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    Putin admits defects in NGO law, pledges improvement

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    Russian President Vladimir Putin said Tuesday that a law tightening rules for non-governmental organizations working in the country was flawed and promised it would be reconsidered.

    MOSCOW, July 4 (RIA Novosti) - Russian President Vladimir Putin said Tuesday that a law tightening rules for non-governmental organizations working in the country was flawed and promised it would be reconsidered.

    The new law, which came into effect in April, set more stringent and complicated financial reporting requirements for NGOs and has been criticized in the West and liberal groups in Russia as being too restrictive. Russian officials argued control over foreign NGOs in western countries was much tougher.

    "I admit that this document has shortcomings," Putin told a Civil-G8 2006 forum of NGOs in Moscow, which is being held ahead of a summit of the world's industrialized nations in St. Petersburg later this month. Russia is presiding over the G8 this year.

    Over 700 people representing prominent rights organizations, including the International Helsinki Group, Greenpeace, Amnesty International, Charities Aid Foundation, and others, are attending the NGO forum.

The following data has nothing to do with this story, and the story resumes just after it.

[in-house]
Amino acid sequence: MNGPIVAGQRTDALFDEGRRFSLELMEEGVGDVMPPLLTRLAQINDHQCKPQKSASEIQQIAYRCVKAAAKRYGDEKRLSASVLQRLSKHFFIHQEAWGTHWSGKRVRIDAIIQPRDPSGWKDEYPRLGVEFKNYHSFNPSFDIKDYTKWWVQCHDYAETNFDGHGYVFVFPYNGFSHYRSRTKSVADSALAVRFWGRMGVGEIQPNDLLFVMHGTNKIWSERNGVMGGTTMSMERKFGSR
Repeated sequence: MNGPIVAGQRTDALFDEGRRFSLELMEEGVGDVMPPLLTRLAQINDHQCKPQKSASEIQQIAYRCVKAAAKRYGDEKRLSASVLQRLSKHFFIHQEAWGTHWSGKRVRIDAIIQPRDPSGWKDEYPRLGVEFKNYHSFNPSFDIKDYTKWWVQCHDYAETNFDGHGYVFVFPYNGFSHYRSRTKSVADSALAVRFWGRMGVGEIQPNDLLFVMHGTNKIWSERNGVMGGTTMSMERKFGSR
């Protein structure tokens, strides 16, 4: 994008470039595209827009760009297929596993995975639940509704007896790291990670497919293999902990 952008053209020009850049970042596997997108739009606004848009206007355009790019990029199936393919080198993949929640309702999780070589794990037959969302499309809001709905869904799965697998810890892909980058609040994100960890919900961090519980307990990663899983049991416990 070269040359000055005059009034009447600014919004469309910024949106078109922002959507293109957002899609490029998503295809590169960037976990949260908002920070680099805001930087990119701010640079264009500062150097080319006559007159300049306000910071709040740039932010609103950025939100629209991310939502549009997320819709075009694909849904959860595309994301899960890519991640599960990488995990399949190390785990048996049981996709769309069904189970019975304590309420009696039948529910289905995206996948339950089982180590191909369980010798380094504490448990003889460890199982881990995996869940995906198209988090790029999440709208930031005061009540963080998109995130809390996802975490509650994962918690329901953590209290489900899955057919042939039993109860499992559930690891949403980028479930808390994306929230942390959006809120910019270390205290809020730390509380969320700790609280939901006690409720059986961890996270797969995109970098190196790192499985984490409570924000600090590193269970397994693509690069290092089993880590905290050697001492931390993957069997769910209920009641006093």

The NGO law was discussed by a working party of the human rights and legal departments of the Council of Europe, which Russia is presiding over in May-October 2006, in Strasbourg earlier this year following the adoption of the law in late December.

    Putin said he had sent Russia's justice minister to the consultations. He also said that the working party had drafted proposed amendments to the law.

    "I submitted these written proposals in the form of presidential amendments to the document," he said.

    The president also urged NGOs to prepare comments about how the law was being enforced and promised that they would be taken into consideration.

    Foreign NGOs have complained about difficulties in re-registering in Russia after the law came into effect, Russian business daily Vedomosti said in late June.

    The Federal Registration Service said that none of the 40 foreign NGOs that applied for registration after the introduction of the law had managed to complete the process. It said there were between 500 and 2,000 foreign NGOs operating in Russia, and that all of them had to re-register by October 18.

    Sergei Tsyplenkov, the executive director of the Greenpeace office in Russia, said that new regulations were so unclear that they enabled officials to make harsh decisions at their own discretion.

    But the registration service said the new registration procedure was transparent and "purely technical," requiring only that a number of forms be filled out, a task it said foreign NGOs had failed to do.

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